The 85-Cent Consumer Question

Eco-consumerism pioneer Diane MacEachern has been reminding women for years that they have an estimated 85-cents of spending power out of every dollar in the marketplace.  She empowers women with her award-winning website and book Big Green Purse, pointing out practical ways we can make spending decisions that benefit our own families as well as the planet.

On-screen superhero and real life supermom Jessica Alba offers a surprisingly down-to-earth approach for the newest generation of parents.  She serves as celebrity spokesperson for the Safer Chemicals, Healthy Families coalition, reminding us that mothers and homes provide the very first environment for every baby who comes into this world.  Alba's business providing diapers and more, called The Honest Company, seems to offer the sort of transparency about ingredients that consumers are looking for these days.  She recently chatted about this with Fox and Friends.

The Environmental Protection Agency's Lisa P. Jackson says EPA could do more to protect US consumers if our chemical safety laws were updated.  She writes about the need for bipartisan progress on the Safe Chemicals Act in the Huffington Post.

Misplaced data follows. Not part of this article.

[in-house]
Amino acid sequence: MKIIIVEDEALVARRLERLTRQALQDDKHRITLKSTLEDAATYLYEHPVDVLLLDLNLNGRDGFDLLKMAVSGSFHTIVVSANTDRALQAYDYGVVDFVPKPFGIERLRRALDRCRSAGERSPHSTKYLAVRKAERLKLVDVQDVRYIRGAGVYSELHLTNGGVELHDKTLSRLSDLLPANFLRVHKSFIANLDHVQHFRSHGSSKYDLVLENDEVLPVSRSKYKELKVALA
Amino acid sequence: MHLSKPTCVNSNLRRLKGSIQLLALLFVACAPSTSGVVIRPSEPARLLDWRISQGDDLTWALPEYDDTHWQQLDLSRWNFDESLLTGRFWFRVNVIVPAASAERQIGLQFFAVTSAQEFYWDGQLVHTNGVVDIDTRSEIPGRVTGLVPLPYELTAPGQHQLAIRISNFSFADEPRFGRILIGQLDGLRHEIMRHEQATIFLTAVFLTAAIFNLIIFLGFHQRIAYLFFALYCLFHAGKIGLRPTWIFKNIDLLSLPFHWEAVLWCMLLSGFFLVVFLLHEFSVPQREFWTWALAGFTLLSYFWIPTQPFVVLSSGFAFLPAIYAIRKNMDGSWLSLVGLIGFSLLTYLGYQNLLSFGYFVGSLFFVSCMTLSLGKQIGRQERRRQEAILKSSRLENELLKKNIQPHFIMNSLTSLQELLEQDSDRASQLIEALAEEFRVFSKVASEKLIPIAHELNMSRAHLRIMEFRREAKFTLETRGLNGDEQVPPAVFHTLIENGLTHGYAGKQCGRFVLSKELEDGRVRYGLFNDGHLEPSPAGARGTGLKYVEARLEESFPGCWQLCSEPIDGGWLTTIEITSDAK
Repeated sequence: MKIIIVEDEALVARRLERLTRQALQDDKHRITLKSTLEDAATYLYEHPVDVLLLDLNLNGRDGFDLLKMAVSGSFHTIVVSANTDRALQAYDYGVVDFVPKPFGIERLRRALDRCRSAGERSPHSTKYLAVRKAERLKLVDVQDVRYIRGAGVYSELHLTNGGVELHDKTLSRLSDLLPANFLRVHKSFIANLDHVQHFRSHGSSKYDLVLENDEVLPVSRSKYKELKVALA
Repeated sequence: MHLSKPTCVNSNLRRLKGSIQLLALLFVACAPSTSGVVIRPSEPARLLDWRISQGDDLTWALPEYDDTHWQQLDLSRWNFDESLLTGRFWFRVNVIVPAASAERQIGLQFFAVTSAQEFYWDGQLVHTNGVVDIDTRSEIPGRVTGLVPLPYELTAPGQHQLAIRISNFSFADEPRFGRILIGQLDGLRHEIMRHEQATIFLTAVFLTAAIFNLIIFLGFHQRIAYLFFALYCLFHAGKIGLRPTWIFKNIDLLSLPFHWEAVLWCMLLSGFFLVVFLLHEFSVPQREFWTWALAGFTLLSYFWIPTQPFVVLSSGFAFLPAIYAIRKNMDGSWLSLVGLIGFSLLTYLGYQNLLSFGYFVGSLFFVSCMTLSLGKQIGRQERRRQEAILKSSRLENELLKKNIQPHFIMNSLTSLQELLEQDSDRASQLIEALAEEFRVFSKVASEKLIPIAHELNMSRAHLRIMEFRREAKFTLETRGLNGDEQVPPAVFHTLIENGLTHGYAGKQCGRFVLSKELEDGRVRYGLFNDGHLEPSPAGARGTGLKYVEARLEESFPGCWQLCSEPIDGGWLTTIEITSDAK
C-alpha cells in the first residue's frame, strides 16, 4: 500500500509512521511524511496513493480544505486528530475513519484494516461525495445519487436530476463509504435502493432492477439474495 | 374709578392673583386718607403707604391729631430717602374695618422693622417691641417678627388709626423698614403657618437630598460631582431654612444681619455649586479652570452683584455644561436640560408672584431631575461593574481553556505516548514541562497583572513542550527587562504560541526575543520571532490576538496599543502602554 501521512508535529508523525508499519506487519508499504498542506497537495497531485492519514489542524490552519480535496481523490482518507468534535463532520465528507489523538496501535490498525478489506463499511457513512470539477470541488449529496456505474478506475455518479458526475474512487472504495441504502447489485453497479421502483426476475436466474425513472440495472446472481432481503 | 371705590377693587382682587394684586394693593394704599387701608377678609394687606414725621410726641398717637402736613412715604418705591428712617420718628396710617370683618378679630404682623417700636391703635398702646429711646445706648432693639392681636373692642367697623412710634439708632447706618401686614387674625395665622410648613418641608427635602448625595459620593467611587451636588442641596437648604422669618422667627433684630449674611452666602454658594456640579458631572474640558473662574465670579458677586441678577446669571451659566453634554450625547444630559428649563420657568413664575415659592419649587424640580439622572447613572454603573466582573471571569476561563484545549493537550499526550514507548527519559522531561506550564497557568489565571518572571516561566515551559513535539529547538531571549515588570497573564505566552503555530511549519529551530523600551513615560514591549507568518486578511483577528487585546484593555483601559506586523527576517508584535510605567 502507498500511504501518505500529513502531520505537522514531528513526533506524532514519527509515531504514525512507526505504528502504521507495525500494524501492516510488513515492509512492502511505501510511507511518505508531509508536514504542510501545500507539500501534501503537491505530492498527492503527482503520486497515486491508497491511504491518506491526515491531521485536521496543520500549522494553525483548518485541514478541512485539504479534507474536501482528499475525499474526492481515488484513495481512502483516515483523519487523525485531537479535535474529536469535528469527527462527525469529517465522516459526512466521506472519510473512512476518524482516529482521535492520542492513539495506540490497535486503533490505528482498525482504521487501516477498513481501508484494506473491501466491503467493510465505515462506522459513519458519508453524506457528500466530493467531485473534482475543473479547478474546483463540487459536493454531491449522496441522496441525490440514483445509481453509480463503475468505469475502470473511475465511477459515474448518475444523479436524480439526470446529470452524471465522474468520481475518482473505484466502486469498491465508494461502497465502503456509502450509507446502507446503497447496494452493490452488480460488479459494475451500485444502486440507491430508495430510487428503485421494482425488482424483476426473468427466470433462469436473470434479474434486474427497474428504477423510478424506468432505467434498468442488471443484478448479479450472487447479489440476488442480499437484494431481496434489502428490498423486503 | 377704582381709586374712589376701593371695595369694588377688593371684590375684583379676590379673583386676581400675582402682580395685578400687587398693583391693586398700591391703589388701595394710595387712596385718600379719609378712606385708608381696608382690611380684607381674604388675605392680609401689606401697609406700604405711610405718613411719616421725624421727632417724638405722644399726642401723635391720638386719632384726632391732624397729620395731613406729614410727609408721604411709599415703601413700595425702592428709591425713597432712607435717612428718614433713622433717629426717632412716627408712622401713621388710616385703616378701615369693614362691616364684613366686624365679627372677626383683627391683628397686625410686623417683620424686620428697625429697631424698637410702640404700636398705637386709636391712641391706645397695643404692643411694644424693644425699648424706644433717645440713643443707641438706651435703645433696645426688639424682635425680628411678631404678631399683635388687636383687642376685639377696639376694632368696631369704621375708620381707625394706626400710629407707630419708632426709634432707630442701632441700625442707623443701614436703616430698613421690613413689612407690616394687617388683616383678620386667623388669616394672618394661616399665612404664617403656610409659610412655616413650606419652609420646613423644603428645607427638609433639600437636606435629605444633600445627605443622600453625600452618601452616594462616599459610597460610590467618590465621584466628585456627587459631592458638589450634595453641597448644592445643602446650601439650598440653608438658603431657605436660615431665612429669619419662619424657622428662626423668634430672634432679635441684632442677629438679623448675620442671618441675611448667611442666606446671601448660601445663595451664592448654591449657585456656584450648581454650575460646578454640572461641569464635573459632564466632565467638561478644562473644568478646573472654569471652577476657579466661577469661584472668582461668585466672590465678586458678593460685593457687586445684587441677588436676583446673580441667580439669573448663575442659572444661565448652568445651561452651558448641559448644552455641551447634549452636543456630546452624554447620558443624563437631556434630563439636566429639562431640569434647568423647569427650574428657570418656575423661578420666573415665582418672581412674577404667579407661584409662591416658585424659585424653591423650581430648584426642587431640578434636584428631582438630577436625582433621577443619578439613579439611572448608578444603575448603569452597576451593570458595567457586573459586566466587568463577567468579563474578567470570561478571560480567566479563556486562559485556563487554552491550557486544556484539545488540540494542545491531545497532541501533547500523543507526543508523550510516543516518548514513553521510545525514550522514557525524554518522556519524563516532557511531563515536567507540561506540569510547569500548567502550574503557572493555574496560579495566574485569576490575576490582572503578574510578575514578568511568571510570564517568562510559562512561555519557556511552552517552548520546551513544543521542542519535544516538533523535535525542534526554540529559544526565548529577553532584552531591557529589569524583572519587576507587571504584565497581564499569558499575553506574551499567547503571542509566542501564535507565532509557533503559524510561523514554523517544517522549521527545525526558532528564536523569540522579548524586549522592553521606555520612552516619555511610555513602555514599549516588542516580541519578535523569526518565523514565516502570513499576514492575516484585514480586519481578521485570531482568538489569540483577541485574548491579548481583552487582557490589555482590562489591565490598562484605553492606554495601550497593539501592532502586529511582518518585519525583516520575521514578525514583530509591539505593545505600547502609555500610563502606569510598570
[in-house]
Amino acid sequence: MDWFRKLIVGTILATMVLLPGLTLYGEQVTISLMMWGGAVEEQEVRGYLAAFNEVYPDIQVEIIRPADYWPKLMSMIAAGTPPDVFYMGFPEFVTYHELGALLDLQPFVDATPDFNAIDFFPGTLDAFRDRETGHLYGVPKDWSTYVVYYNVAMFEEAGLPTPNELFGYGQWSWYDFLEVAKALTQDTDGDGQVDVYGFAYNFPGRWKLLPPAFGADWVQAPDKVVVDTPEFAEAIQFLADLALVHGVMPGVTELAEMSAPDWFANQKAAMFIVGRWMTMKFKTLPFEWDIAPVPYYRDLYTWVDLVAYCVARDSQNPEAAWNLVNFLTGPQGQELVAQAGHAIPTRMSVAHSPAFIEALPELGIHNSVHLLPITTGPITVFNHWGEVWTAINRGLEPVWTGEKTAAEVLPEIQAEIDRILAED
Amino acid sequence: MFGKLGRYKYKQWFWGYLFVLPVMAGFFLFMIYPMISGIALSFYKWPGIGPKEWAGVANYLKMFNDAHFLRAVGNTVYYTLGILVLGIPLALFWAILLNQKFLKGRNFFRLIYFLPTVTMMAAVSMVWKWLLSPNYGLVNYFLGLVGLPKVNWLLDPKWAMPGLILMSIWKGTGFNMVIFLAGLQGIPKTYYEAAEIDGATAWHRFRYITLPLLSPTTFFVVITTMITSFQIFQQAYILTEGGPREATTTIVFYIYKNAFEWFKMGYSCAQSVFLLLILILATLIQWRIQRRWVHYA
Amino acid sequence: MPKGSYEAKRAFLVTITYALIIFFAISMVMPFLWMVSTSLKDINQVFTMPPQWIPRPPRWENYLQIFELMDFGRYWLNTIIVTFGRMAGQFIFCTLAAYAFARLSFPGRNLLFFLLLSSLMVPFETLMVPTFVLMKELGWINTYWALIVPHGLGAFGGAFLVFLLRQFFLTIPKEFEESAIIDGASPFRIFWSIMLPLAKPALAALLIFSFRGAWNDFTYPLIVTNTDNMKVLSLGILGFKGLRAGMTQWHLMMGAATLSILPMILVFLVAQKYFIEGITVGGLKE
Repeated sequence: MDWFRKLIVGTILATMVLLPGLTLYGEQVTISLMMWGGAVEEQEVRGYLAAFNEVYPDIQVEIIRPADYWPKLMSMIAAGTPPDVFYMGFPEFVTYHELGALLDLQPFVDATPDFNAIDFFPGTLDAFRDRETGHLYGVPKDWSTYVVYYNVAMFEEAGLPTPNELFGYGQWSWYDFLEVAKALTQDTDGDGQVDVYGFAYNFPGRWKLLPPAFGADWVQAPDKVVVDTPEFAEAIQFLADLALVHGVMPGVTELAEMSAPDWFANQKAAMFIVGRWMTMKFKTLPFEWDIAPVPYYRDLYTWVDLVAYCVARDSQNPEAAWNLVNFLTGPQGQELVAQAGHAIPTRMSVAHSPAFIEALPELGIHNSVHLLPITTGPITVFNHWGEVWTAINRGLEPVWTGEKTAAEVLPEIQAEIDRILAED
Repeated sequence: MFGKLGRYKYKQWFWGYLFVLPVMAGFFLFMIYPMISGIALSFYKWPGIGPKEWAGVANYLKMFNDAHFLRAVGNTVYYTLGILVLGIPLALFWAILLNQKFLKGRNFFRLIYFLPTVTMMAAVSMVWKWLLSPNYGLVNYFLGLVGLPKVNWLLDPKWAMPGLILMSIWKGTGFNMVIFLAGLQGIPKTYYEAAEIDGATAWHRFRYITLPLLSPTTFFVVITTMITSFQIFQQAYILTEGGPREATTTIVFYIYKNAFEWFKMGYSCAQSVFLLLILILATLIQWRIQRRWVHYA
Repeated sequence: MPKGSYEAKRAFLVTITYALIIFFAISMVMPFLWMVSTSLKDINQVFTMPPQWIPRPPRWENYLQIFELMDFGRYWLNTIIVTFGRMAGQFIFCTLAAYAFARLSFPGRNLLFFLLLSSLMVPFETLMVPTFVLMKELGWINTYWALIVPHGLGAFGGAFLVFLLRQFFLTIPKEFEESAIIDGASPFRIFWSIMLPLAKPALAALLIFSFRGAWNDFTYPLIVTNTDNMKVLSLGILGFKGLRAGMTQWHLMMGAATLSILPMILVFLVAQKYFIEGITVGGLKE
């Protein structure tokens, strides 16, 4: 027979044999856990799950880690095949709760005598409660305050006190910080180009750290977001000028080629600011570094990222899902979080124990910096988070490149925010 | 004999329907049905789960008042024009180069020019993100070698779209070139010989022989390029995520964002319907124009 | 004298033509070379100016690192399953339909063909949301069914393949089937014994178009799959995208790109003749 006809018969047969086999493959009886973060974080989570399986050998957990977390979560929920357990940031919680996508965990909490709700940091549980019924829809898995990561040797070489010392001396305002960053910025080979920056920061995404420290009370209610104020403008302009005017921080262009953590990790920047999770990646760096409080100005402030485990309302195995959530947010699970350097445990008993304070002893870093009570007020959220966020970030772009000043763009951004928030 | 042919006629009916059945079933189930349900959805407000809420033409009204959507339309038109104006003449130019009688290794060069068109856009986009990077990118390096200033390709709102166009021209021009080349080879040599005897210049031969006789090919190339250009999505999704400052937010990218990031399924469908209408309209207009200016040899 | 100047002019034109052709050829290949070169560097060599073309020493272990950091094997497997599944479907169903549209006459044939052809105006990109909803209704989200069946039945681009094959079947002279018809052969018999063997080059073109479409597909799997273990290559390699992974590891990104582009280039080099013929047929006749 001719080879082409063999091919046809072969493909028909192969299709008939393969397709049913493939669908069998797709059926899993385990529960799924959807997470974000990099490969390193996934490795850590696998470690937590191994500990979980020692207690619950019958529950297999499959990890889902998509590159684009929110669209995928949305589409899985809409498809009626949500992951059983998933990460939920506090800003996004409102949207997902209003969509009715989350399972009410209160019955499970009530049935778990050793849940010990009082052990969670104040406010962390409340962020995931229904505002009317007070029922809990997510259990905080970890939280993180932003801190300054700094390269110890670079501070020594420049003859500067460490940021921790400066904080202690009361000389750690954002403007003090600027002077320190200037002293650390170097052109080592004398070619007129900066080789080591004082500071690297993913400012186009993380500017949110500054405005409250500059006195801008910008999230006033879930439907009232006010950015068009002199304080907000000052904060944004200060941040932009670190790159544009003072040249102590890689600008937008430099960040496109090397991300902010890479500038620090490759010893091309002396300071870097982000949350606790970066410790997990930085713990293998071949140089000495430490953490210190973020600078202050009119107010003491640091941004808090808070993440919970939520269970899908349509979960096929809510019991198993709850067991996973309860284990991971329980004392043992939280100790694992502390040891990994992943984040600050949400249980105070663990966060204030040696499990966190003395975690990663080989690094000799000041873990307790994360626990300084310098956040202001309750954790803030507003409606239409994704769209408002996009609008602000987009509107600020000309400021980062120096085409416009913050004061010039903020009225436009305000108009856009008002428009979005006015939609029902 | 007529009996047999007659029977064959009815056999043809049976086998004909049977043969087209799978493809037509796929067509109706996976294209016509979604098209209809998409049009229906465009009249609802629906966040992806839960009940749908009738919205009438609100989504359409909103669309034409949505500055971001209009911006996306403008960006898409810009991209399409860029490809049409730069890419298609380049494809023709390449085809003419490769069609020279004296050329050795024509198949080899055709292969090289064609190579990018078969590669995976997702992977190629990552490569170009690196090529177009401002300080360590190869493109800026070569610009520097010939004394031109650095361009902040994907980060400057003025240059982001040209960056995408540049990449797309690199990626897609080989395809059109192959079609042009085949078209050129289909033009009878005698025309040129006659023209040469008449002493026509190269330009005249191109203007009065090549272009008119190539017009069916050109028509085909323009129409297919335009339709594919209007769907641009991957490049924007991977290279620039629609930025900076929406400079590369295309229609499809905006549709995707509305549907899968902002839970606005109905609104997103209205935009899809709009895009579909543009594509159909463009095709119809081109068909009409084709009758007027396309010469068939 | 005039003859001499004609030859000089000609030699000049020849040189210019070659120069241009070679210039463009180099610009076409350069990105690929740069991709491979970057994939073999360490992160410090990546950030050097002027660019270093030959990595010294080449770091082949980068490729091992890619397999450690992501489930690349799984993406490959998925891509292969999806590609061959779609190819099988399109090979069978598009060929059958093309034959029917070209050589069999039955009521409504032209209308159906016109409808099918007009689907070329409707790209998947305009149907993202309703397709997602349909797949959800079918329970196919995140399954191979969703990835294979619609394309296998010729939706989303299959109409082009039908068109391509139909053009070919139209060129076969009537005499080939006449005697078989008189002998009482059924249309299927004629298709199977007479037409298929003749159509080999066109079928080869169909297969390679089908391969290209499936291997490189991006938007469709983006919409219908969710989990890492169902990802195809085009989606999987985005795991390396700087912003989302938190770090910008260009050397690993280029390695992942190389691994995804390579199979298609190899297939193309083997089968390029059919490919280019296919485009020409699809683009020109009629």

Campaign Director Andy Igrejas writes candidly about the political struggle to get real, common sense reform in his latest blog post at Safe Chemicals, Healthy Families.  He hinted that Republicans in Congress seem to be listening to certain industry voices while ignoring their constituents: everyday families who overwhelmingly want ingredients tested for safety before they get used in our homes.

It seems popular these days to jump on certain bandwagons to vote with our dollars on certain evocative, polarizing issues that get large amounts of superficial media attention.  Yet, when it comes to a moderate, centrist, bipartisan issue like our children's future, you rarely see much big media coverage since apparently parents from all walks of life agreeing on something doesn't fuel ratings or print sales.  Pioneers like MacEachern have long been voting with their dollars, not to pit parent against parent, but to live out a value we all have in common:  our children's healthy future in a healthy world.

I'll vote with my 85-cents of spending power by choosing the safest, most transparently marketed products I can find.  I'll vote by making some of my own cleaning and personal care products since it's sometimes too risky to guess what makers of popular name brands are leaving off the label.  I'll vote by trading yesterday's brand loyalty for my God-given responsibility to care for my family. 

Moms, grandmas and other savvy women...how will you vote with your 85-cents of spending power?